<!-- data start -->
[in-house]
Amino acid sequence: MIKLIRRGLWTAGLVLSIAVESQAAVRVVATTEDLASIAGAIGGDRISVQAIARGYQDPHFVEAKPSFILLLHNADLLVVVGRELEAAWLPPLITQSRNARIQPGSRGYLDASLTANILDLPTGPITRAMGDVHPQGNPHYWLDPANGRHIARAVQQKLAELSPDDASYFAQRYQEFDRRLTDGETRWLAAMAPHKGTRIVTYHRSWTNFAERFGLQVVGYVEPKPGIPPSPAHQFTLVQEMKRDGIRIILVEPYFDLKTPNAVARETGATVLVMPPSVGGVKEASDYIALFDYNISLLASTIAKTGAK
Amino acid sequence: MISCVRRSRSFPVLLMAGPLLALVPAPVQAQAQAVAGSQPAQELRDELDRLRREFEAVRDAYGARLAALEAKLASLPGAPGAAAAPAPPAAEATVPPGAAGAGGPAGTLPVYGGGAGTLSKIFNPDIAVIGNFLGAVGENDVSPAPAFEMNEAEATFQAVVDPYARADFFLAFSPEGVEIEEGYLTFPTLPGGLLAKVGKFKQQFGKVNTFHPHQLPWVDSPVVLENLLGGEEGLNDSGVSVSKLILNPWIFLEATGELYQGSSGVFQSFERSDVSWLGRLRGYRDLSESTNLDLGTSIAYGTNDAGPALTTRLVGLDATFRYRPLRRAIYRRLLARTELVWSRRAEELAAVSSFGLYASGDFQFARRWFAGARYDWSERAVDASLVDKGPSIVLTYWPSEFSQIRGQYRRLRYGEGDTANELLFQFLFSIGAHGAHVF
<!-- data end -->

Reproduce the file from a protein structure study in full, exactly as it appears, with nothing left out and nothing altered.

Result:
[in-house]
Amino acid sequence: MIKLIRRGLWTAGLVLSIAVESQAAVRVVATTEDLASIAGAIGGDRISVQAIARGYQDPHFVEAKPSFILLLHNADLLVVVGRELEAAWLPPLITQSRNARIQPGSRGYLDASLTANILDLPTGPITRAMGDVHPQGNPHYWLDPANGRHIARAVQQKLAELSPDDASYFAQRYQEFDRRLTDGETRWLAAMAPHKGTRIVTYHRSWTNFAERFGLQVVGYVEPKPGIPPSPAHQFTLVQEMKRDGIRIILVEPYFDLKTPNAVARETGATVLVMPPSVGGVKEASDYIALFDYNISLLASTIAKTGAK
Amino acid sequence: MISCVRRSRSFPVLLMAGPLLALVPAPVQAQAQAVAGSQPAQELRDELDRLRREFEAVRDAYGARLAALEAKLASLPGAPGAAAAPAPPAAEATVPPGAAGAGGPAGTLPVYGGGAGTLSKIFNPDIAVIGNFLGAVGENDVSPAPAFEMNEAEATFQAVVDPYARADFFLAFSPEGVEIEEGYLTFPTLPGGLLAKVGKFKQQFGKVNTFHPHQLPWVDSPVVLENLLGGEEGLNDSGVSVSKLILNPWIFLEATGELYQGSSGVFQSFERSDVSWLGRLRGYRDLSESTNLDLGTSIAYGTNDAGPALTTRLVGLDATFRYRPLRRAIYRRLLARTELVWSRRAEELAAVSSFGLYASGDFQFARRWFAGARYDWSERAVDASLVDKGPSIVLTYWPSEFSQIRGQYRRLRYGEGDTANELLFQFLFSIGAHGAHVF